Yet one-ninth representation on a list of authors, where the list was not selected for its diversity but rather for its appeal to high school readers, is nowhere near as bad as what Disney pulled with the movie Mulan, which is reviewed for the students at Hinsdale South High School in Darien by Safia Khan in The Stinger. Ms Khan doesn’t even bother to tell her readers if the movie’s any good, focusing instead on the scandal underscored in the film’s credits and in social media posts by people associated with the film. “In the closing credits, Disney specially thanked certain political organizations for granting them access to film in certain areas,” she wrote. “One of those places was Xinjiang, where China’s concentration camps are primarily housed.” Because of the scandal, she recommends joining the #BoycottMulan movement.
Perhaps a better movie to see would be Greenland, starring Gerard Butler, as reviewed by Sara Gebka in The Huntley Voice at Huntley High School.
Fine arts programs adjust to the pandemic
Fine arts programming in schools throughout the state continues to transform itself in the pandemic, including at York Community High School in Elmhurst. For example, writes Mustafa Valika in This Is York, the visual and performing arts chair set up special drops for students to pick up materials they may need. But it doesn’t work in every case. “For my other two art classes, acrylic and jewelry, it’s a little more complicated because there are classes that need certain materials that not everyone has at home,” one senior student was quoted as saying. “Especially with jewelry because, well, I currently don’t have a torch in my house.”
Fall plays have been adapted in a variety of ways, including setting up a drive-thru performance at Libertyville High School (reporting by Elise Stouffer in Drops of Ink) and using the football field with audience members forming circles around the performers while maintaining social distancing at Elk Grove High School in Elk Grove Village (reporting by Gavin Ewen and Darina Lubenov in The Guardian).
Most schools in the state are not putting a marching band show on the field this fall, due in part to the fact that schools aren’t playing any football games this fall. However, at Providence Catholic High School in New Lenox, the band found a way to showcase their sound and maneuvering in a virtual setting. As part of the US Schools kickoff event on FloMarching.com, a subscription service, the band placed second out of nine bands in Division I, Charlie Celtic reports in The Proviscope.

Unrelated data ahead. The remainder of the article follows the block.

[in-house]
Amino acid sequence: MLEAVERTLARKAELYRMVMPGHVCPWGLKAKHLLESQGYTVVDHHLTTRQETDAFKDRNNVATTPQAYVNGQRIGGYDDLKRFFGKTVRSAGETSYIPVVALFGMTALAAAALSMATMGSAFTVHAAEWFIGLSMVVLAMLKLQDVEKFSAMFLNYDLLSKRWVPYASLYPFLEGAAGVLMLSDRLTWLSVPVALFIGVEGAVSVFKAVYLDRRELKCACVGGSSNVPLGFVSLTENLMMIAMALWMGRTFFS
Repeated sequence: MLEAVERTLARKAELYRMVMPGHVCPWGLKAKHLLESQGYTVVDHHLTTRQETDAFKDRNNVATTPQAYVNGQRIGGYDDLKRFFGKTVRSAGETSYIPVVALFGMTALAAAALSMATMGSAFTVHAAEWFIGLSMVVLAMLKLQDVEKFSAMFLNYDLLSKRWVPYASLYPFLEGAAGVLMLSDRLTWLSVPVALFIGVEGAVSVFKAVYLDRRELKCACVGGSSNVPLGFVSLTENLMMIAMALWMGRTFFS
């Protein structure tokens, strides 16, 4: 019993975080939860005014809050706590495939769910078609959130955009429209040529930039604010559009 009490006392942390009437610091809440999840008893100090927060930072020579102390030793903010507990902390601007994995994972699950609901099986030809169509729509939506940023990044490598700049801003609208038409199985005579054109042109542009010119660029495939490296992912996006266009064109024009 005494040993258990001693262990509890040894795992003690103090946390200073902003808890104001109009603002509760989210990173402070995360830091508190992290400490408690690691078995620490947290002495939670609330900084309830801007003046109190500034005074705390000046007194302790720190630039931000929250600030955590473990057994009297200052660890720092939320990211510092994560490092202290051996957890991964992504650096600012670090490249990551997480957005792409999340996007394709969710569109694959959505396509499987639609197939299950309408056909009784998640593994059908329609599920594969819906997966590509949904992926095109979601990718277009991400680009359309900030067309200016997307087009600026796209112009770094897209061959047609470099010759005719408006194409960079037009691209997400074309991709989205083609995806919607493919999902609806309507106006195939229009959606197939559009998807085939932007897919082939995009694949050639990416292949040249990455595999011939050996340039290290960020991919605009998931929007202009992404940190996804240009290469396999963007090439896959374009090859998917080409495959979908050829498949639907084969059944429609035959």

Outdoors in Illinois as fall arrives
Illinois during the fall is just splendid, isn’t it? Even if marching bands are forced indoors and plays are forced outdoors, you can still go deer hunting, if that’s your inclination. The season opens on October 1, reports Ethan Holmes in The Tom Tom at Antioch Community High School.
Or maybe professional sports are more your style. If so, Major League Baseball starts the playoffs tomorrow, with the White Sox facing the Oakland Athletics at 2 PM. Aidan Murray in The Prospector Now student newspaper at Prospect High School in Mt Prospect predicts a White Sox victory in the series. While the regular season was cut short due to the pandemic, an additional round has been added to the playoffs.
A little less organized but a ton better for the cardio is running through mazes that have been set up in corn fields. Purported to be the world’s largest corn maze, the 28-acre field of corn at Richardson’s Adventure Farm in Spring Grove is “A-MAZE-ing,” writes Allie Rial in Lakes Student Media at Lakes Community High School in Lake Villa. “Inside the maze, there are different activities you can do based on the ages of your party and how much you want to challenge yourself,” she writes with A-MAZE-ment. “There are games for younger kids such as ‘Finger Sillies,’ ‘Farm Scene Investigation’ (similar to Clue), and ‘Farm Tracks.’ For older guests, ‘Quiz Questions’ and ’24 Hidden Checkpoints’ are more difficult and take longer.”
The adventure farm closes a few weeks after Halloween, which made us wonder, What will Halloween be like this year? Covid doesn’t have to end Halloween, reports Sarah Tanny in The Pacer student newspaper at Rolling Meadows High School. Indeed, Halloween offers the Covid-19 crowd a few extras. “Parties are not safe, but stuffing your face with candy, going to drive-in scary movies, and yard decorations are absolutely acceptable,” she writes. As are costumes, “particularly if masks are involved.”